Case Studies - Customer Service - Billing (including roaming)

TDR Case Note T003469 (2009)


Customer service, GST Invoices.


The customer’s original complaint arose from a technical problem in October 2008 with a service of the Scheme Member Provider (Provider), and for which the customer incurred a repair cost of $270. That issue was resolved, and the customer accepted the provider’s offer to reimburse the $270. However, the customer made a number of additional complaints of inadequate customer service relating to the actions of the provider and its individual staff, its complaint handling procedures, refusal to issue a GST invoice, as well as delay and frustration. The customer sought compensation for inconvenience, which she wanted paid to charity. She also wanted an apology for the provider’s comment that she was “holding it to ransom”, and she wanted the provider to report to TDR on how its customer service processes had been changed as a result of her complaints.

The provider submitted that by demanding significant sums in compensation in respect of the raft of on-going complaints, it considered that the customer was endeavouring to “hold it to ransom”. The provider also submitted that the customer’s complaints regarding service issues were largely frivolous and vexatious, and therefore beyond the scope of the scheme.

Adjudicator’s decision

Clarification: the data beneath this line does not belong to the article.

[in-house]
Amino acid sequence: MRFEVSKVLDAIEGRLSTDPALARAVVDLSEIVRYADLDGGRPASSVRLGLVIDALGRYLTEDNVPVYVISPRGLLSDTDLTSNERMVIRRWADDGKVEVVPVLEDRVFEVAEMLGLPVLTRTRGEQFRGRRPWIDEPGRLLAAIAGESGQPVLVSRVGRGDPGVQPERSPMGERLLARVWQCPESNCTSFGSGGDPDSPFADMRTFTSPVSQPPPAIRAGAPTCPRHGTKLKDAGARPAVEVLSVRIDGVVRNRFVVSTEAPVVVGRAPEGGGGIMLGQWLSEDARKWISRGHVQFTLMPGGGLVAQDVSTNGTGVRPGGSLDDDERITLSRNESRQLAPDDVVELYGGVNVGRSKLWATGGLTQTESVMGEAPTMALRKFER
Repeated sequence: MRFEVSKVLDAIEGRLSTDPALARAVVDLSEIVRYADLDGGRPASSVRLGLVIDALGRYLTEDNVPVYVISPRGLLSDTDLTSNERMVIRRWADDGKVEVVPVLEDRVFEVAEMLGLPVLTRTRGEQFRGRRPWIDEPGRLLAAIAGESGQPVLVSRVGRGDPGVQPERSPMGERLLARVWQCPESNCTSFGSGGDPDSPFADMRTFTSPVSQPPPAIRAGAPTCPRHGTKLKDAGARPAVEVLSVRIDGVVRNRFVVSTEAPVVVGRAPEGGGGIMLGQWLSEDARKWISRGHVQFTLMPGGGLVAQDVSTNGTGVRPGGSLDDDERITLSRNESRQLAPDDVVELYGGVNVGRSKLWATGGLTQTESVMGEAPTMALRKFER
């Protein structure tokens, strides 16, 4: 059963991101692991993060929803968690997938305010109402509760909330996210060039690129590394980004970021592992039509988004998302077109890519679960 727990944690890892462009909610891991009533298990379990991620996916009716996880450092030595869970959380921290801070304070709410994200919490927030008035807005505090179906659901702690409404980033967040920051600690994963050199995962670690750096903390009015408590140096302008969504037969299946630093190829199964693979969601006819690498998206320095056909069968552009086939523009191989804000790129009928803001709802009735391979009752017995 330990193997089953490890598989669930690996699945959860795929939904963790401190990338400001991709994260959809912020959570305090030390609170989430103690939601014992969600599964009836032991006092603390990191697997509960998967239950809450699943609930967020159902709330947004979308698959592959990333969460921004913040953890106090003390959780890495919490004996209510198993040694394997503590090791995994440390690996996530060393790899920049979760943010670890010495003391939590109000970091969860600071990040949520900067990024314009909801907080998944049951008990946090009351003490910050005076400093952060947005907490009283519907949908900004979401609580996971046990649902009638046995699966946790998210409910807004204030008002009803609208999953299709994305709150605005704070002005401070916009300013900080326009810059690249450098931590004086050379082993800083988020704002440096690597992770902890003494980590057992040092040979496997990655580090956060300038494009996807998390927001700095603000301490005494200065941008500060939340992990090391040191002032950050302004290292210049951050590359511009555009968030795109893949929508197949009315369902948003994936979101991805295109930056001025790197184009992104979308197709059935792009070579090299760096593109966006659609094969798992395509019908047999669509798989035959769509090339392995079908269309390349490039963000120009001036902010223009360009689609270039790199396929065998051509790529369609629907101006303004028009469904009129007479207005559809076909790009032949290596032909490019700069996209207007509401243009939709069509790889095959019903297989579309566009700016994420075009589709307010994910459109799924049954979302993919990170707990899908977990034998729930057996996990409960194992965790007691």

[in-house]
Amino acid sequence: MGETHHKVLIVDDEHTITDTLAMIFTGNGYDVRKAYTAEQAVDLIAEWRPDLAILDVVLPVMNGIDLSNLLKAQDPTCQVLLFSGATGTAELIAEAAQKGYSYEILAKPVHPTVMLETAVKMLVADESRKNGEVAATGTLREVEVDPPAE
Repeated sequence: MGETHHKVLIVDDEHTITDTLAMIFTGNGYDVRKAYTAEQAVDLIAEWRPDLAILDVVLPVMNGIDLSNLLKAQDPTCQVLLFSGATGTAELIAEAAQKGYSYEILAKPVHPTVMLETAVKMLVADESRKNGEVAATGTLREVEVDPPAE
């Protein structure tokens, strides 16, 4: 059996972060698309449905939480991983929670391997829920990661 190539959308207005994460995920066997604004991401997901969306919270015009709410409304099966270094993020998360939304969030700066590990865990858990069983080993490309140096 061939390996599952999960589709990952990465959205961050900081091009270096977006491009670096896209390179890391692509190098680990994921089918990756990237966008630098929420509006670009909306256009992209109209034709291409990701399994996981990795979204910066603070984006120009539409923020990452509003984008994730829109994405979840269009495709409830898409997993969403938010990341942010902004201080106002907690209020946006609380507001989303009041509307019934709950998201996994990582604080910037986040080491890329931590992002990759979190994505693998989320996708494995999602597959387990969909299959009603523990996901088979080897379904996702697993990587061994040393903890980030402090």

The adjudicator found that since the customer had accepted the offer of reimbursement for the technical problem, the only unresolved issue related to the on-going dispute about customer service.

With regard to the claim for compensation, the adjudicator commented that the customer’s complaint was an attempt to change the provider’s entire customer service system, rather than to demonstrate a specific loss to that customer. The customer also sought general compensation for stress and inconvenience arising from inadequate customer service, rather than compensation for any quantifiable loss.

The adjudicator found that there was no evidence that the provider had acted in breach of general principles, or any specific service standard required within the Customer Complaints Code (the Code). The adjudicator noted that the customer’s complaint for compensation was excluded under s 30.9(d) of the Code, in terms of which the Scheme Agent is unable to consider claims for compensation that are based on “inconvenience and mental distress”. Therefore, even if there had been a breach of service standards, the adjudicator was precluded from awarding the compensation sought.

With regard to the other issues, the adjudicator considered that the provider ought to apologise to the customer for its comment that it was being “held it to ransom”. In regard to the customer’s complaint about refusal to issue a GST invoice, the adjudicator found that this complaint was a matter for the Inland Revenue Department and not within the scope of the TDR scheme. However, the adjudicator recommended that the provider supply the GST invoice on a without prejudice basis.

Final outcome

The adjudicator concluded that: (1) the complaint regarding the original technical issue was resolved between the parties; (2) there was no breach of the general principles or any specific service standard under the Code relating to the customer service for which the customer could or should be compensated and there were therefore no remedies awarded; and (3) other matters should be addressed by the provider as recommended but were not matters the adjudicator could address under the TDR process.